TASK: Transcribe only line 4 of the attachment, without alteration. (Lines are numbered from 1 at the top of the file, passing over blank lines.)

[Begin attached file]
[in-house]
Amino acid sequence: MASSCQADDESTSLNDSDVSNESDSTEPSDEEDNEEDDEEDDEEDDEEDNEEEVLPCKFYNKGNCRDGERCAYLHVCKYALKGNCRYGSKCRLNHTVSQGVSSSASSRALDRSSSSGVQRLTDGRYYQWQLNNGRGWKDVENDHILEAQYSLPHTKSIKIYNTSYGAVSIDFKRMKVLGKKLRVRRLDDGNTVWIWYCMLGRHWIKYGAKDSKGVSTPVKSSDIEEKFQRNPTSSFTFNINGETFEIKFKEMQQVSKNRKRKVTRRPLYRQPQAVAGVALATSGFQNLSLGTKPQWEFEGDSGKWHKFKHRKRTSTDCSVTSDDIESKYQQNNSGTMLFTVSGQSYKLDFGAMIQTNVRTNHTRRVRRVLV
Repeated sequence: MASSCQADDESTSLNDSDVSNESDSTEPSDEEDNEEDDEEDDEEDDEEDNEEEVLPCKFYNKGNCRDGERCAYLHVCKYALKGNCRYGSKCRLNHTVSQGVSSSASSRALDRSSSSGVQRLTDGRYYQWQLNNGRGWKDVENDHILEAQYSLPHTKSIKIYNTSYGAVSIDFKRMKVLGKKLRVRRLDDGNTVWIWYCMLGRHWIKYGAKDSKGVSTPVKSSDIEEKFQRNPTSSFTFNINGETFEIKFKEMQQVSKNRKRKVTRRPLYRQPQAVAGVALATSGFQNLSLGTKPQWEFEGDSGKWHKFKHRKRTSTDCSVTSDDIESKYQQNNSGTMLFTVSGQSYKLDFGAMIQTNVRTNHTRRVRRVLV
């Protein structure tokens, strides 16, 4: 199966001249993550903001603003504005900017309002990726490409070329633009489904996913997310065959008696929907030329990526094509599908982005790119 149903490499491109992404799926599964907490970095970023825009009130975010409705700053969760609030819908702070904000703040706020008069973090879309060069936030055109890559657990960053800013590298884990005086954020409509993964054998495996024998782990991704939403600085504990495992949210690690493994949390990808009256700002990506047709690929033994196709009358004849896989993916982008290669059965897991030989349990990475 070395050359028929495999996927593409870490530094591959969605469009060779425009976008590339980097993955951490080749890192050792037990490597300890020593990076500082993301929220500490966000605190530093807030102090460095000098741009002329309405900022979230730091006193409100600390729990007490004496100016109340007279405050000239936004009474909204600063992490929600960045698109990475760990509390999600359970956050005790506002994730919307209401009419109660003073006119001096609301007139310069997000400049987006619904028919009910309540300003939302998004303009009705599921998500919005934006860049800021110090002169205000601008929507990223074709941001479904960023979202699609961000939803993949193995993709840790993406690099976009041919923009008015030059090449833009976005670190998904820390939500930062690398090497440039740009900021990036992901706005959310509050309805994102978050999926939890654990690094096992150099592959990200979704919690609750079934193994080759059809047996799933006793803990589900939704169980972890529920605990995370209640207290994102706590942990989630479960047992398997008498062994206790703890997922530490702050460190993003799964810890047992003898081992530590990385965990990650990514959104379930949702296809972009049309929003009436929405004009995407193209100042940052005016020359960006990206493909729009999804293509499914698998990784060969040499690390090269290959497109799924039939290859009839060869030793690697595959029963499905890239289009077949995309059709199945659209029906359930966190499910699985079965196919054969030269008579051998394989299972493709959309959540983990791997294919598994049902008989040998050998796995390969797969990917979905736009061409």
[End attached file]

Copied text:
């Protein structure tokens, strides 16, 4: 199966001249993550903001603003504005900017309002990726490409070329633009489904996913997310065959008696929907030329990526094509599908982005790119 149903490499491109992404799926599964907490970095970023825009009130975010409705700053969760609030819908702070904000703040706020008069973090879309060069936030055109890559657990960053800013590298884990005086954020409509993964054998495996024998782990991704939403600085504990495992949210690690493994949390990808009256700002990506047709690929033994196709009358004849896989993916982008290669059965897991030989349990990475 070395050359028929495999996927593409870490530094591959969605469009060779425009976008590339980097993955951490080749890192050792037990490597300890020593990076500082993301929220500490966000605190530093807030102090460095000098741009002329309405900022979230730091006193409100600390729990007490004496100016109340007279405050000239936004009474909204600063992490929600960045698109990475760990509390999600359970956050005790506002994730919307209401009419109660003073006119001096609301007139310069997000400049987006619904028919009910309540300003939302998004303009009705599921998500919005934006860049800021110090002169205000601008929507990223074709941001479904960023979202699609961000939803993949193995993709840790993406690099976009041919923009008015030059090449833009976005670190998904820390939500930062690398090497440039740009900021990036992901706005959310509050309805994102978050999926939890654990690094096992150099592959990200979704919690609750079934193994080759059809047996799933006793803990589900939704169980972890529920605990995370209640207290994102706590942990989630479960047992398997008498062994206790703890997922530490702050460190993003799964810890047992003898081992530590990385965990990650990514959104379930949702296809972009049309929003009436929405004009995407193209100042940052005016020359960006990206493909729009999804293509499914698998990784060969040499690390090269290959497109799924039939290859009839060869030793690697595959029963499905890239289009077949995309059709199945659209029906359930966190499910699985079965196919054969030269008579051998394989299972493709959309959540983990791997294919598994049902008989040998050998796995390969797969990917979905736009061409």